C promotes smaller types to larger types in an expression, so a 32-bit value being compared to a 64-bit value should be promoted to 64-bits before comparing. It does this by sign-extension or zero-extension, depending on if the value is signed or unsigned.

    So without seeing the actual code that was causing the problem, there's no way to answer the questions, or to investigate an explanation for the reported behavior.
     
  6. dejo Moderator

    dejo

    Staff Member

    Joined:
    Sep 2, 2004
    Location:
    The Centennial State
    #6
    That test code does not produce that output. Please post the actual code used to generate the messages from the original post.
     
  7. gnasher729, Nov 8, 2013
    Last edited: Nov 8, 2013

    gnasher729 macrumors P6

    gnasher729

    Joined:
    Nov 25, 2005
    #7
    Since I don't see any casts in the code that was posted, I would guess the problem has to do with 32/64 bit and NSNotFound. NSNotFound is the 64 bit number 0xFFFFFFFFFFFFFFFF (that should be 16 F). Assigning it to unsigned int changes its value to 0xFFFFFFFF, and then it's not equal to NSNotFound anymore.

    Here is what C and Objective-C do:

    Converting an integer to bool gives 0 if the integer was 0, 1 if the integer was not 0.

    Otherwise, if the original value can be represented in the new type, the value is unchanged.

    Otherwise, when converting a positive number to an unsigned type that is too small, excess bits are thrown away.

    Otherwise, when converting a negative number to an unsigned type, add 2^64 to the number until it is positive, then throw away any excess bits.

    Otherwise, we are converting to a signed type with fewer bits, or from unsigned to a signed type with the same number of bits. The C Standard says that the result is implementation defined (that is check the compiler documentation) or throws a signal. MacOS X and iOS convert to an unsigned type with the same number of bits, then interpret the result as a signed integer.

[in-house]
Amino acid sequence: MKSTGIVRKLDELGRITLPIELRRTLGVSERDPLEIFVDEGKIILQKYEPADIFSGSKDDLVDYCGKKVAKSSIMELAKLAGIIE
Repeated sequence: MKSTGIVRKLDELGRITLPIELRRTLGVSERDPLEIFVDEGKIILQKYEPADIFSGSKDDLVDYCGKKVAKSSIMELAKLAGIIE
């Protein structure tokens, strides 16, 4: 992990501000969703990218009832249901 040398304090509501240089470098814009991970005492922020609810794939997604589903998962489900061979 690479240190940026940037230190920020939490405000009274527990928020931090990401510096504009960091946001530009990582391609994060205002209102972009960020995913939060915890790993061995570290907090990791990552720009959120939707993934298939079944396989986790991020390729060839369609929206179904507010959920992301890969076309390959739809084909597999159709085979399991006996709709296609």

8. ArtOfWarfare thread starter macrumors 604

    ArtOfWarfare

    Joined:
    Nov 26, 2007
    #8
    It does for me. Screenshot attached as proof (I had to change it back to without the cast). relativePath is just an NSString. The code is being run in Mavericks 10.9.0, Xcode is version 5.0.1. Neither are beta versions.

    My computer is 2007 iMac (the first aluminum model.)
     

    Attached Files:

  9. chown33 macrumors 604

    Joined:
    Aug 9, 2009
    #10
    See the discussion here:
    http://stackoverflow.com/questions/19178109/xctassertequal-error-3-is-not-equal-to-3

    To summarize it, the assertion macro expands to code that encodes the scalars into NSValues, which are then compared using isEqualToValue:. Since NSValue encodes the type of the value in the object, signed and unsigned integers produce different NSValues. The resulting comparison then differs from C's rules about signed and unsigned type promotions.

    A solution is also summarized at the link above: XCTAssertTrue has a simpler macro expansion.

    Finally, I suggest filing a bug with Apple about this. In my opinion, the assertions should match C's rules for scalars, not Cocoa's rules for NSValues, although I admit there's room for debate on this.
     
  10. ArtOfWarfare thread starter macrumors 604

    ArtOfWarfare

    Joined:
    Nov 26, 2007
    #11
    O.O

    I think you're laying the blame in the wrong spot! NSValue can't compare values worth crap if 1 is different from +1!

    If it's going to insist on saying they aren't the same, they aught to at least have NSValue print out the type as part of its description rather than just the value.
     
  11. chown33 macrumors 604

    Joined:
    Aug 9, 2009
    #12
    If you haven't yet, you should look at the code provided in the link. In particular, look at how the NSValues are constructed.

    Whether 1 equals +1 or not depends on the signed/unsigned type of the value. Again, this is a side-effect of the mechanism used for performing the comparison. A fair case can be made that NSValue's behavior is reasonable and predictable, when the class is used properly. It's questionable whether this particular situation is a proper use.

    I'm not sure where you think I'm laying the blame, since I agree that the current behavior goes against C's rules for comparing scalars. The values provided as args to the macro undergo a non-obvious conversion to NSValues. Why would an ordinary user of the macro be expected to know about this conversion?

    I can't think of a good reason for an ordinary user to be expected to know the macro's internals; indeed, it violates encapsulation principles. Nor can I think of a good reason to deviate from C's rules for evaluating scalars, when scalars are given as args. I think the macro is poorly implemented, because it has non-obvious results that go against the simplest interpretation of its args (i.e. as C scalars).

    If blame is to be assigned, I think it lies squarely in the laps of whoever at Apple decided to use NSValues instead of scalars. I don't blame NSValue for being misused in this situation ("misused" being my opinion). I think its current behavior is justifiable. However, I think its use here is unjustified.

    In short, I think the implementers made a mistake by using NSValue.


    That seems like a good idea, especially since the type of the value is contributing to the assertion's failure.

    Be sure to include that when you file a bug-report against XCTAssertEquals and its unexpected failure mode.